They marched and rode in open flat-bed trucks in full Ku Klux Klan regalia.
They were greeted with a mix of awe and admiration by many spectators. Meanwhile, police kept a respectful distance from the Klan paraders.
The march and parade was not staged in a rural Alabama or Mississippi city or town. It was staged right down the middle of Market Street in downtown Inglewood. The year was 1923.
The Klan was a powerhouse in Inglewood, Los Angeles and other neighboring cities. The Klan membership rolls read like a who’s who of local elected officials, law enforcement, newspapermen and business leaders.
At one point, the Los Angeles Klan membership rolls also included the Los Angeles County sheriff and Los Angeles Police Department chief. They turned a blind eye to the Klan’s reign of terror that included extortion, threats, intimidation and even murder.
Their targets were black ministers, Hispanics and Japanese-Americans. Things came to a head in 1922 with the shooting death by Klan members of an Inglewood constable. Thirty-five Klan members were subsequently indicted in the killing. They were all speedily acquitted.
Nine decades later, many Klan and former Klan members are buried at Inglewood Cemetery and other cemeteries in L.A. County. One of the Klansmen buried at Inglewood cemetery even has this written on his tombstone “a Klansman true a Shakespeare might portray.”
In the next decade, the Klan’s open and secret membership plunged. Yet its influence didn’t.
Segregation in schools, housing and some public accommodations remained ironclad throughout Los Angeles, Inglewood and other L.A. County cities. Black motorists had to tread carefully driving through white neighborhoods, while many restaurants closed their doors tightly to black patrons.
The heavy-handed Klan influence was deep and dangerous within the LAPD through the 1940s and ’50s when the mostly lily white department recruited heavily in the South and from returning southern bred World War II veterans.
Though LAPD Chief William Parker, who ran the LAPD as a dictatorial fiefdom during those years, is credited with taking the first steps toward diversifying the LAPD ranks, his shoot-from-the-lip borderline racist jibes at black leaders also inflamed tensions. That long simmering tension and violence between blacks and the LAPD came to a head with the explosion in Watts in 1965.
But one doesn’t have to hark back to Los Angeles’s Klan-scarred past to find hideous reminders of the scar of racial victimization and violence. There’s hardly a year that hasn’t gone by in which some wall, building or public facade hasn’t been splattered with racist graffiti and epithets in some L.A. County neighborhood.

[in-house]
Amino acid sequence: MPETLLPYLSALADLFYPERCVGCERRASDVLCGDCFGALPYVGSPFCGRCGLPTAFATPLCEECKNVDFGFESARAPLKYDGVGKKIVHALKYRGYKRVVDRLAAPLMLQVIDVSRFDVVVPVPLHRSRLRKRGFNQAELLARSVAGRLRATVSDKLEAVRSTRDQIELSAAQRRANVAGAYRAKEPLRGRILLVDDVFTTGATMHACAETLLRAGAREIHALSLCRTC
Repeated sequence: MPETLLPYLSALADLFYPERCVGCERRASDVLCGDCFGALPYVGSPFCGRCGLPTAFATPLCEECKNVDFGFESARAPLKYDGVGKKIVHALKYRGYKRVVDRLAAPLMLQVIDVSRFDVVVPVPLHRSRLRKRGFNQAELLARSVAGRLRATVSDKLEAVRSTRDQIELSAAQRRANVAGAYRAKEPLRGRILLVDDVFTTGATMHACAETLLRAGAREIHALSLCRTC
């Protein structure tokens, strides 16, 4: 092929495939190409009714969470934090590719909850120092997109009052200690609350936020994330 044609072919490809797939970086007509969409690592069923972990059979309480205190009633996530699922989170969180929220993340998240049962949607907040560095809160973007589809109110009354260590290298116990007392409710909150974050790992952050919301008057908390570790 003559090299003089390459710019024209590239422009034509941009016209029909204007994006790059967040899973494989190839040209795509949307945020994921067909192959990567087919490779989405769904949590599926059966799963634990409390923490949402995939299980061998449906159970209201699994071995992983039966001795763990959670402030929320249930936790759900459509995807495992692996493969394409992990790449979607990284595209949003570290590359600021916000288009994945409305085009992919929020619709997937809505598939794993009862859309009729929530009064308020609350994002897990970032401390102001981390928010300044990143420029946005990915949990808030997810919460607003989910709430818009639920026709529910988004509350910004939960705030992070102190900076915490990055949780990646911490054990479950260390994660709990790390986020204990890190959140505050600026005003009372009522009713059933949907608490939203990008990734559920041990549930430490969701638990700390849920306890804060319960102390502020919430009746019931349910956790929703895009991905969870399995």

That was the case again in the days after the massacre of nine blacks at the Emmanuel AME Church in Charleston, South Carolina, by alleged white supremacist and Klan sympathizer Dylann Roof.
Residents in Fullerton and Whittier found Klan hate literature on their doorsteps and cars. The fliers were emblazoned with the emblem “Loyal White Knights” and spewed venom and hate against minorities and President Barack Obama.
The shock of the Charleston massacre has stirred a mild soul search among some southern officials about the South’s ugly history of Klan terror. More of them have called for hauling down the Confederate flag at statehouses, debate whether to remove monuments to Confederate war heroes and have initiated public dialogues on Klan violence and the civil rights movement.
That soul search has also touched California. Last year, Gov. Jerry Brown signed legislation that banned the sale of Confederate flags or other Confederate-related items by California state agencies. That came after one California assemblyman found that the Capitol Building store was selling Confederacy-related items.
This writer along with several other civil rights groups has launched a campaign demanding that Long Beach school officials dump the name of top Confederate general Robert E. Lee from one of that city’s elementary schools. It includes a national petition that has garnered dozens of signatures locally and nationally.
However, the debate over the Klan’s hideous history of terror and the lingering monuments that bear the names of suspect public figures with racial hate ties so far hasn’t touched Los Angeles. City officials would do well to note what prominent civil rights attorney Bryan Stevenson has done to call national attention to Klan terror.
He has launched a crusade to place a marker at the site of the nearly 4,000 documented lynchings of African-Americans between 1880 and 1950. The markers will serve as both a reminder of the nation’s hideous racial violence stain and spur greater dialogue on racial violence and hatred today.
History, if anything, has shown one thing. A nation that refuses to honestly face up to and condemn the horrors of its past will continue to stumble on that past and ensure that it becomes very much the present as well.
Los Angeles’s history of Klan domination and terror is no exception. Every Klan flier or racist defacement of a public building these days is enduring proof of that.
Earl Ofari Hutchinson is an author and political analyst. He hosts the weekly Hutchinson Report on KTYM Radio 1460 AM, Fridays at 9 a.m. and on KPFK Radio 90.7 FM, Saturdays at 9 a.m.